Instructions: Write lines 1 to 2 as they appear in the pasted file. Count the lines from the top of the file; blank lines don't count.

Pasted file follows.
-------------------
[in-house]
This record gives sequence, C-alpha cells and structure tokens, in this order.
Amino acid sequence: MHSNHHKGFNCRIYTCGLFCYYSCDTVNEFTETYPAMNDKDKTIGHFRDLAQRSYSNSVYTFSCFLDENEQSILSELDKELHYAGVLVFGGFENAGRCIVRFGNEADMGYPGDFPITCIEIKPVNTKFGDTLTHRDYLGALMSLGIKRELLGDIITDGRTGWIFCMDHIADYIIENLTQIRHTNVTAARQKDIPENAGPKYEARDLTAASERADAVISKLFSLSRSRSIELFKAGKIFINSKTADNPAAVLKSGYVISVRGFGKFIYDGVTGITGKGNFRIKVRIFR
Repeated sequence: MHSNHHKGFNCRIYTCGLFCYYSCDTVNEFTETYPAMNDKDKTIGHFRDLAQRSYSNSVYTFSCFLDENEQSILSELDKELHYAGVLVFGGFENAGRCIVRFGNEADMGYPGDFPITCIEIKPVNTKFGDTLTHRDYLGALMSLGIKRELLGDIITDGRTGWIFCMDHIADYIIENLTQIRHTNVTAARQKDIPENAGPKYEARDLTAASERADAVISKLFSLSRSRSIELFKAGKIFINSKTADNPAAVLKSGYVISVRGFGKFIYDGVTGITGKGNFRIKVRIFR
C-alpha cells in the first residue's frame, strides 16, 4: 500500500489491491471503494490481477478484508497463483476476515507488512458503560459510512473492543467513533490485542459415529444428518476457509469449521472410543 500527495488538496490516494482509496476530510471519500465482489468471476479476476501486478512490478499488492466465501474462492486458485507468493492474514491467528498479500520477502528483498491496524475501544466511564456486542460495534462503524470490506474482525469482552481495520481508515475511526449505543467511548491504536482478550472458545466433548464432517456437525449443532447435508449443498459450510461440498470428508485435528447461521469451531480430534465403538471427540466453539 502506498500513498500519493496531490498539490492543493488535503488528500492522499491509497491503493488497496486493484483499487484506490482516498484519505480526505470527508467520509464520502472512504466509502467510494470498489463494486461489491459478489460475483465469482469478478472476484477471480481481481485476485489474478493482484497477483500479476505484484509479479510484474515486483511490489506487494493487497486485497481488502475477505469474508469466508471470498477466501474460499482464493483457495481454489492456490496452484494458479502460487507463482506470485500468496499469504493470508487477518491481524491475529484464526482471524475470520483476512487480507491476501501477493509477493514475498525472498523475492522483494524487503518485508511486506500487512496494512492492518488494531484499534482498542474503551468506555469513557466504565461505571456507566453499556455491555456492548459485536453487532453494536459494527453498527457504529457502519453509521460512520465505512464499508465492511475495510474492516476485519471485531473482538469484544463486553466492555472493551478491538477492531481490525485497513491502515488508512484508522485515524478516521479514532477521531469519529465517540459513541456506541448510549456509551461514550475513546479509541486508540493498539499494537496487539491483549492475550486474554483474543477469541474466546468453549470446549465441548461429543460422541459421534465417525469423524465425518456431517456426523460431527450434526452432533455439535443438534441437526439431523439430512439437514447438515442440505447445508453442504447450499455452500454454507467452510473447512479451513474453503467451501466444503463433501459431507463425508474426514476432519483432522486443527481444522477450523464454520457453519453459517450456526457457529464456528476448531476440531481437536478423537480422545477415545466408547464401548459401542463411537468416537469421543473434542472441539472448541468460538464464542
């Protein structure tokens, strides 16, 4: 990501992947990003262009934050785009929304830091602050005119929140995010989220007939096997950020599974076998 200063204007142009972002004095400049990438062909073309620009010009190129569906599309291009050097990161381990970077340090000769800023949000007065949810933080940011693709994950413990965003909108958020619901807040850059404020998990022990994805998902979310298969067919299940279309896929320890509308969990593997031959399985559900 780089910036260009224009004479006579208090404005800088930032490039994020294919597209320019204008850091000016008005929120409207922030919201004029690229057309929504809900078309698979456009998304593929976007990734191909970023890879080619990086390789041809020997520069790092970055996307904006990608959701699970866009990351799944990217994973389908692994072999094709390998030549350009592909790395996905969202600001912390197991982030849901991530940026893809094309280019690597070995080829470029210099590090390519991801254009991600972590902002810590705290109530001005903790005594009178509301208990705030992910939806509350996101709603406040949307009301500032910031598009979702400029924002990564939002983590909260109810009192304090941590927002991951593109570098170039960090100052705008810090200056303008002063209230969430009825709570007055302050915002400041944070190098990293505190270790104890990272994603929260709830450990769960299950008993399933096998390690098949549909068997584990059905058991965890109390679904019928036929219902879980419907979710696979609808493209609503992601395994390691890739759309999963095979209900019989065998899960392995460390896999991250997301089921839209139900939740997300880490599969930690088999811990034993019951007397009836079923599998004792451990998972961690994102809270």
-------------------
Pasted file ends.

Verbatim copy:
[in-house]
This record gives sequence, C-alpha cells and structure tokens, in this order.